December 12, 2006


A Dictator's Double Standard (Washington Post, December 12, 2006)

It's hard not to notice, however, that the evil dictator leaves behind the most successful country in Latin America. In the past 15 years, Chile's economy has grown at twice the regional average, and its poverty rate has been halved. It's leaving behind the developing world, where all of its neighbors remain mired. It also has a vibrant democracy. Earlier this year it elected another socialist president, Michelle Bachelet, who suffered persecution during the Pinochet years.

Like it or not, Mr. Pinochet had something to do with this success. To the dismay of every economic minister in Latin America, he introduced the free-market policies that produced the Chilean economic miracle -- and that not even Allende's socialist successors have dared reverse. He also accepted a transition to democracy, stepping down peacefully in 1990 after losing a referendum.

By way of contrast, Fidel Castro -- Mr. Pinochet's nemesis and a hero to many in Latin America and beyond -- will leave behind an economically ruined and freedomless country with his approaching death. Mr. Castro also killed and exiled thousands. But even when it became obvious that his communist economic system had impoverished his country, he refused to abandon that system: He spent the last years of his rule reversing a partial liberalization. To the end he also imprisoned or persecuted anyone who suggested Cubans could benefit from freedom of speech or the right to vote.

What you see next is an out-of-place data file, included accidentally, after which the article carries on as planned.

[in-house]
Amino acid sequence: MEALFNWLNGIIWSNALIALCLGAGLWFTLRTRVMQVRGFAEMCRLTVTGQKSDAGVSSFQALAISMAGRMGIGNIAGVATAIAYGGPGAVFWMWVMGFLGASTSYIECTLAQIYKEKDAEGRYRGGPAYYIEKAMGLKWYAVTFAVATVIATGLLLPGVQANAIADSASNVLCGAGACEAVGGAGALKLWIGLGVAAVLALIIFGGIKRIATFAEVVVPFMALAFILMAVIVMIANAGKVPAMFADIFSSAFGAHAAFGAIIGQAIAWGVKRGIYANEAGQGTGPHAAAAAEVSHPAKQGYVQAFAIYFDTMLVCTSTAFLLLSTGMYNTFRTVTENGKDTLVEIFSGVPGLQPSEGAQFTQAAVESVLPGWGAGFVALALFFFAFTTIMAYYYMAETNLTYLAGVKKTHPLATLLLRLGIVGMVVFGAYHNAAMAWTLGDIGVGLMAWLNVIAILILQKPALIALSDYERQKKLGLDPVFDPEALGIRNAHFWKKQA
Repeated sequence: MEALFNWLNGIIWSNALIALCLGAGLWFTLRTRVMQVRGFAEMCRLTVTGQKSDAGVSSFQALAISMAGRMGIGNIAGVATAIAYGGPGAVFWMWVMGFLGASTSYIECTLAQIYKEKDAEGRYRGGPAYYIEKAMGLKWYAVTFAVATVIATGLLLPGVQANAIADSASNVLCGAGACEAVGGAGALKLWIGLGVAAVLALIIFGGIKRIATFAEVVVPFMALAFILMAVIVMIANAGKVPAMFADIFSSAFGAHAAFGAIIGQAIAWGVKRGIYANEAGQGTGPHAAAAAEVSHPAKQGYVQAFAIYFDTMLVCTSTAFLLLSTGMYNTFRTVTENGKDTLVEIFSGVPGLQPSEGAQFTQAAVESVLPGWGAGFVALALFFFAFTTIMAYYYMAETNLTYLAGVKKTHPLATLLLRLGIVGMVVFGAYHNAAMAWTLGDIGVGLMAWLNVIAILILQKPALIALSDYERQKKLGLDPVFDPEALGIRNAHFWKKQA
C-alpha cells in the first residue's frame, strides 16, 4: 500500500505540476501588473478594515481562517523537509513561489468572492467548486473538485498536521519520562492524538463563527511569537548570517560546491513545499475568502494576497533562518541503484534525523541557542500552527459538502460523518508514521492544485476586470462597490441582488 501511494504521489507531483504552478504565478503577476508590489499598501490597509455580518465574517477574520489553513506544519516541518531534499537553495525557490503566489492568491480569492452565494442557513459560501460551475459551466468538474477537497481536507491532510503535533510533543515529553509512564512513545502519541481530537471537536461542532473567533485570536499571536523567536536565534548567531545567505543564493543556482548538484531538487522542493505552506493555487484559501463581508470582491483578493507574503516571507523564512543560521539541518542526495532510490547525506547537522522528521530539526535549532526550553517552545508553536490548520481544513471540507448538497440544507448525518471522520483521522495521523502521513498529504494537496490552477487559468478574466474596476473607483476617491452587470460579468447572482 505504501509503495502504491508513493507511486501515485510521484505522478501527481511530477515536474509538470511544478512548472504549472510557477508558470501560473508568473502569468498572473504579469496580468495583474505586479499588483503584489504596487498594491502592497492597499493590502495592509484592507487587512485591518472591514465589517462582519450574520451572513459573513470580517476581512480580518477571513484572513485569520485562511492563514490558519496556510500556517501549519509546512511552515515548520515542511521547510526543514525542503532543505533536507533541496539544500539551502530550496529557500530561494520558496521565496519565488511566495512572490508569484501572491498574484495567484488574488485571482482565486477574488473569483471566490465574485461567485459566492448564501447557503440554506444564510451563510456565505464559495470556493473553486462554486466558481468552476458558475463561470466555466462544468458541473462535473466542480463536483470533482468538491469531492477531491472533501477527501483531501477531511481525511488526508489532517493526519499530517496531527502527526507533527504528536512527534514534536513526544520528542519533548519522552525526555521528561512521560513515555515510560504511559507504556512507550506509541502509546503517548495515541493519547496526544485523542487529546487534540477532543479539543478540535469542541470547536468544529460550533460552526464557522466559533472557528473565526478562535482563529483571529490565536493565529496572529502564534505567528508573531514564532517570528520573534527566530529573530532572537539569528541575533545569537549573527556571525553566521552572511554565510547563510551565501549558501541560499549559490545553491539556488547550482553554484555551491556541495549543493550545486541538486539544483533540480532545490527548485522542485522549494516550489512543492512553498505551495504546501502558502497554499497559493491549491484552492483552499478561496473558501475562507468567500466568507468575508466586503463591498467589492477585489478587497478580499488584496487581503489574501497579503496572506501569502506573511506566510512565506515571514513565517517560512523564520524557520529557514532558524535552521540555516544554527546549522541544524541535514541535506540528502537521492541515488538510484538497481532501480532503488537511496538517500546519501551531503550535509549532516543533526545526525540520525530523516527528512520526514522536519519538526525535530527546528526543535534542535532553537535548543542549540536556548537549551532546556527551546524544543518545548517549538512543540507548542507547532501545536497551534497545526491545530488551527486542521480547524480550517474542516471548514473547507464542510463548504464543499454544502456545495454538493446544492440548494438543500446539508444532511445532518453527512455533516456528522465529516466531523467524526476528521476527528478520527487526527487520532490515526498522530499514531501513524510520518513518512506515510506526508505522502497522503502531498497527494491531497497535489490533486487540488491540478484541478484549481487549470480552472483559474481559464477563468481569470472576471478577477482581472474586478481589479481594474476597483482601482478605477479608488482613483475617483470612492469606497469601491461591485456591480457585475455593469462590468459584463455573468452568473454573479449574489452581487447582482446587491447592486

The contrast between Cuba and Chile more than 30 years after Mr. Pinochet's coup is a reminder of a famous essay written by Jeane J. Kirkpatrick, the provocative and energetic scholar and U.S. ambassador to the United Nations who died Thursday. In "Dictatorships and Double Standards," a work that caught the eye of President Ronald Reagan, Ms. Kirkpatrick argued that right-wing dictators such as Mr. Pinochet were ultimately less malign than communist rulers, in part because their regimes were more likely to pave the way for liberal democracies. She, too, was vilified by the left. Yet by now it should be obvious: She was right.

There's hardly a surer indicator that you'll be vindicated by History than the degree to which you're vilified by the Left.

Posted by Orrin Judd at December 12, 2006 11:05 AM

Macduff has been very, very quiet, is he/she hunting rabbits?

Posted by: Sandy P at December 12, 2006 2:58 PM

Our local liberal rag had a photo of Pinochot on the cover in full Gestapo getup saluting someone off camera, presumably the Fuhrer.

I don't know how to paste it here, but it's quite amusing.

Posted by: erp at December 12, 2006 3:33 PM

listen closely for the sound of Katie Graham spinning in her grave.

Posted by: JonofAtlanta at December 12, 2006 5:59 PM

I wonder if Chris Dodd will go to Castro's funeral? Will he give a eulogy?

Posted by: jim hamlen at December 12, 2006 11:06 PM